For Families & Individuals

For Renters

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​​​Introd​​uc​​tion

55% of Ann Arbor’s housing stock are rental units, and the median year built for Ann Arbor rentals is 1964. Since there were no energy efficiency requirements in Michigan prior to 1977, many rentals were constructed without energy efficiency being considered in the design. Additionally, upgrades in rental units can be neglected more often than in owner-occupied homes, due to renters having limited ability to make these beneficial changes. Since landlo​rds do not always live in the building and may have limited experience in the daily operation of the home, they might not notice issues related to the comfort of the home.

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W​​hat Can I Do​​​​ as a Renter?  

All this​​ can make it difficult to effect change in your electric bills. But many small changes can be made to the way you use energy and water within your home that can make a difference in your monthly energy bills. Read on to learn about energy efficiency improvements you can make to put money back in your pocket while making your living space more comfortable.   

Strategies t​​o Reduce Energy Use 

  • ​​Turn off lights when not in use 
  • ​​​Keep your thermometer at the highest comfortable temperature in the summer, and the lowest comfortable temp​erature in the winter. 
    • ​​​​​You c​​an save as much as 10% per year on heating and cooling by turning your thermostat down 7°-10°F for eight hours a day.
    • ​​Som​e therm​ostats have automated settings to lower temperatures in the evenings.  
  • Use window​ blinds, drapes, or other window coverings to help maintain indoor temperatures and reduce variation due to extreme temperatures outside.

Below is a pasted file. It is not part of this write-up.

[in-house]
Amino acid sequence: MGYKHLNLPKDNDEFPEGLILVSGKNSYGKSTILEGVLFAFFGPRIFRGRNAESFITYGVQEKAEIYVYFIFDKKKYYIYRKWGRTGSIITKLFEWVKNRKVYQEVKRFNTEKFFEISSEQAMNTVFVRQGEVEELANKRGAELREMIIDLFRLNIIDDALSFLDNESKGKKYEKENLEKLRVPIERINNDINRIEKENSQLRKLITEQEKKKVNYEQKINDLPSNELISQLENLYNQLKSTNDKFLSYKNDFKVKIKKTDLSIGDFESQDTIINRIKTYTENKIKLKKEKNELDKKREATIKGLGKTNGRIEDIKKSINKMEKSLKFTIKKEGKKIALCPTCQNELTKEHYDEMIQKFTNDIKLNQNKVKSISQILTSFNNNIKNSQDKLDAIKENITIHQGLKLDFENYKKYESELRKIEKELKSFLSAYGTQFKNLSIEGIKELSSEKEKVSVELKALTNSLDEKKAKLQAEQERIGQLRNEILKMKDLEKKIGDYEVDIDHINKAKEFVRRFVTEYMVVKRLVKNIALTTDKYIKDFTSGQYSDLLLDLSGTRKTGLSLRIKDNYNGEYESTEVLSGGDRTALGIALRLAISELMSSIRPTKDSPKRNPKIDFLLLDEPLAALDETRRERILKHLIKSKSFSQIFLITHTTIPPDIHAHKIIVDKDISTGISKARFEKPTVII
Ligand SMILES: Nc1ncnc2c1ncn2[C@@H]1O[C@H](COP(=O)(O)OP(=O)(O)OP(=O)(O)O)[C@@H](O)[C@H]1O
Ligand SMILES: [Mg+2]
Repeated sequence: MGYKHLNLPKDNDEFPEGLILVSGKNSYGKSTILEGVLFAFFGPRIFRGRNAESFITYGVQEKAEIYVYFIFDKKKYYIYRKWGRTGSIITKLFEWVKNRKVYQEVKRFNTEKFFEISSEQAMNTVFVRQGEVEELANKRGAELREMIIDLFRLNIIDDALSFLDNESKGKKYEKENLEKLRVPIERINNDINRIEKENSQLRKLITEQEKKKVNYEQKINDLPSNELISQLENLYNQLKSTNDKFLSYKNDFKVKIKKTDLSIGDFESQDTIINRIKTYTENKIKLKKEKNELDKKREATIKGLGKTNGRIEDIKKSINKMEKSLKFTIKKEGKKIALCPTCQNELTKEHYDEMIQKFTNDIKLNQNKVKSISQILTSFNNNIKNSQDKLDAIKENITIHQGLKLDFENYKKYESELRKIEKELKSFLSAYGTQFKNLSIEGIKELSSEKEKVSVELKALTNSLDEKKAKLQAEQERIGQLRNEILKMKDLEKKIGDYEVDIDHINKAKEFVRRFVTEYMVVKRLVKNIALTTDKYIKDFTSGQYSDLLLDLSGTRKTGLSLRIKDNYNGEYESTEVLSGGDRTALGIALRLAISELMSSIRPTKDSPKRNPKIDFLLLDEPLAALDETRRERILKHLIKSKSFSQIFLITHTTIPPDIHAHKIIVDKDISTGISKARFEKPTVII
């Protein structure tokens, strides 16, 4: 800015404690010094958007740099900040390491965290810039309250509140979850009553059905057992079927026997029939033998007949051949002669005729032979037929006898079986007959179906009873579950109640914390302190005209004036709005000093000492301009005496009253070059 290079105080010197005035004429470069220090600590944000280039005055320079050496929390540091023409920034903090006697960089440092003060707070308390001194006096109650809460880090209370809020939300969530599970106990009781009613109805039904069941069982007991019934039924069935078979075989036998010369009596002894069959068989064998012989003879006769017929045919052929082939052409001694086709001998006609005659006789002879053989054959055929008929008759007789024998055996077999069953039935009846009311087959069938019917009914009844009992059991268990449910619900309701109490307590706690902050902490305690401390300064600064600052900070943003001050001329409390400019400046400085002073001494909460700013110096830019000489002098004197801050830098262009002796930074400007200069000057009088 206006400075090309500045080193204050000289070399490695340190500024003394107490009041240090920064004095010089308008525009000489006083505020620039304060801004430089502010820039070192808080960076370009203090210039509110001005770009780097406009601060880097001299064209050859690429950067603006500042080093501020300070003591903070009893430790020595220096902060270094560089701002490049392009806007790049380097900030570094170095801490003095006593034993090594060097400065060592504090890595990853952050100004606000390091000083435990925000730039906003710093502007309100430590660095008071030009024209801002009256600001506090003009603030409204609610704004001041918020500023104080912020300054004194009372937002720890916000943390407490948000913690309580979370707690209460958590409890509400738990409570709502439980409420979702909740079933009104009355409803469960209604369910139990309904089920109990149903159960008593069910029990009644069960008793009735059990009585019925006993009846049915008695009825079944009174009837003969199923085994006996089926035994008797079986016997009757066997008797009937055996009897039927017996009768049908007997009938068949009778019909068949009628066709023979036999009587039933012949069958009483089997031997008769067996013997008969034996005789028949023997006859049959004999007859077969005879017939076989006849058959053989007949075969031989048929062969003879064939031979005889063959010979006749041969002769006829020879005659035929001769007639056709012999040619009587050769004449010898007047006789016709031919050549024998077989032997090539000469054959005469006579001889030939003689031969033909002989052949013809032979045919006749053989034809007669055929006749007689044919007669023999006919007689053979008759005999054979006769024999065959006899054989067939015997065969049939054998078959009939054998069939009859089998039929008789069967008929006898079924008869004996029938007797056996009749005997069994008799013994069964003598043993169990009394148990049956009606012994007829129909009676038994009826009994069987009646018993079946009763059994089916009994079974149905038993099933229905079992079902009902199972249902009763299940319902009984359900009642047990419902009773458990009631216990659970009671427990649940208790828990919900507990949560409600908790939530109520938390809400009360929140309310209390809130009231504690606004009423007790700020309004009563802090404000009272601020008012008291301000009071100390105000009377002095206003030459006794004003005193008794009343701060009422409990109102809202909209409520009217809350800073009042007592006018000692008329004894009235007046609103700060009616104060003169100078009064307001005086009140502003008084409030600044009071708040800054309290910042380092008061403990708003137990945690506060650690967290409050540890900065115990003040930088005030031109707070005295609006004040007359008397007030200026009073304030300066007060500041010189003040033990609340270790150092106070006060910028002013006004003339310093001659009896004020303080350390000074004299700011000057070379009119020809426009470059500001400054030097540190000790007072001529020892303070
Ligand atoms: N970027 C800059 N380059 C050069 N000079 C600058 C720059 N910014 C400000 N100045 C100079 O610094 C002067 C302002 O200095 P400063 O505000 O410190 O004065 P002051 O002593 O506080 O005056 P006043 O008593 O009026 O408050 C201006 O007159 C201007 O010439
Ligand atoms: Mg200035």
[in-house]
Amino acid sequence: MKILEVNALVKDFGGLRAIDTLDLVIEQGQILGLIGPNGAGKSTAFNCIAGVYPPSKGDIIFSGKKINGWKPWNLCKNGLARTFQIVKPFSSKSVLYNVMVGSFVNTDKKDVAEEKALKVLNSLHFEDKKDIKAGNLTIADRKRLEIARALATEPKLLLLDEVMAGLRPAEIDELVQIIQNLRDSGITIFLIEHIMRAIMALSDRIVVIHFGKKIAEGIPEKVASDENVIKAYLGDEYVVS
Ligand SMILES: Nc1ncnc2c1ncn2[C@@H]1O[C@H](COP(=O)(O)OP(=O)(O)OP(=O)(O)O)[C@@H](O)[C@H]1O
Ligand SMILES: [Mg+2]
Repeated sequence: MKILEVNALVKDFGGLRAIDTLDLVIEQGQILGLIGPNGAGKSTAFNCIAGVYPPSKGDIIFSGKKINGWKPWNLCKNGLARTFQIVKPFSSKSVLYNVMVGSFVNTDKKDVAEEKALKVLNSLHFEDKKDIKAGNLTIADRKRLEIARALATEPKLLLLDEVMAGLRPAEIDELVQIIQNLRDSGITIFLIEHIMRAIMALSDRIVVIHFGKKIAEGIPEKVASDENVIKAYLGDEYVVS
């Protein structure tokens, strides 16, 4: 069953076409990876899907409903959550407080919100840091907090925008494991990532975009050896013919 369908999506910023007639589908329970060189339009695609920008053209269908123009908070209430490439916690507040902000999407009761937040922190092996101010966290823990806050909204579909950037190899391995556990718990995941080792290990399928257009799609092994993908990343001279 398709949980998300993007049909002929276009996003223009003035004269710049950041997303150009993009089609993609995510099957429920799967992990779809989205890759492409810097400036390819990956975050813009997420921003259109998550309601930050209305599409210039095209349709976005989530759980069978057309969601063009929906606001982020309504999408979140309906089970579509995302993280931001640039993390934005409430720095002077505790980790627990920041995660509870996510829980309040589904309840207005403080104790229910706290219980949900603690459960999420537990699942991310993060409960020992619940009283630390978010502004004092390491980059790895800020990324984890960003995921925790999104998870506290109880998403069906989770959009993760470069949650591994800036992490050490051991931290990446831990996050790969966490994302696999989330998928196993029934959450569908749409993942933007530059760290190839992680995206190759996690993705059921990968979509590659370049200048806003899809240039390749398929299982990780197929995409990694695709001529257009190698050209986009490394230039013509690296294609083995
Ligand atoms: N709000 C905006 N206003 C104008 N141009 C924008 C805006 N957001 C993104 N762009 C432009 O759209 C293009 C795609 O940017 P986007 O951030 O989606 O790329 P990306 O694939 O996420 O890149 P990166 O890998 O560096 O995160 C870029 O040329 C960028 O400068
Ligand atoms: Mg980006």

• Reduce water temperatures and ​​use less water by: 
    • Taking shorter showers 
    • Runnin​g your clothes washer with cold water 
    • Running clothes dryers on the lowest temperature setting (or better yet, air drying your clothes) 
    • Letting dishes air dry instead of using your dishwasher’s heated dry setting 
    • Running the dishwasher or washing machine only when you have full loads, or adjusting the size of the load accordingly 
  • ​​​Use efficient app​liance​s and electronics 
    • When pu​rchasing a new appliance or electronic device, look for the ENERGY STAR label. These products can reduce energy usage by as much as 75%, with most of these devices using about half the electricity as their standard counterparts. 
    • Let your com​puter and other electronics go to sleep after a period of inactivity.   
      • ​​There is a small surge in energy when a computer starts up, but this is less than the amount of energy used if it were to continue running.   
      • ​​​A good rule of thumb is to enable sleep mode if you are not going to use your computer for at least 20 minutes, and switch it off if you won’t be using it for at least two or more hours. 
    • If you currently have a gas stove, consider a portable induction cooktop. These can plug in to any outlet, giving you a non-gas alternative for cooking, while improving indoor air quality.  
    • ​Unplug electronics that you do not use on a regular basis, to avoid them drawing power in standby mode.  

Simp​​​le Home Improvements  

  • ​​Caulk. Use ca​u​lk to seal ¼ inch or smaller gaps in the exterior walls of a hom​e​ that may be letting in air. Some locations that benefit from caulking include: 
    • Baseboards along exterior walls 
    • Crown molding along the ceiling 
    • Cracks in frames around windows and doors 
    • Any other place in your home where two different building materials meet and leave a gap  
  • Weather​ Stripping. This involves installing an insulating material to help block dra​​fts due to gaps in doors and windows. These are relatively simple to install and can reduce drafts within a home. Use this weather-stripping guide for selection and installation tips 
  • LED light bul​bs. LEDs use up to 90% less energy and last up to 25 times longer ​than traditional bulbs. This is a cheap and quick change that can lead to quick savings.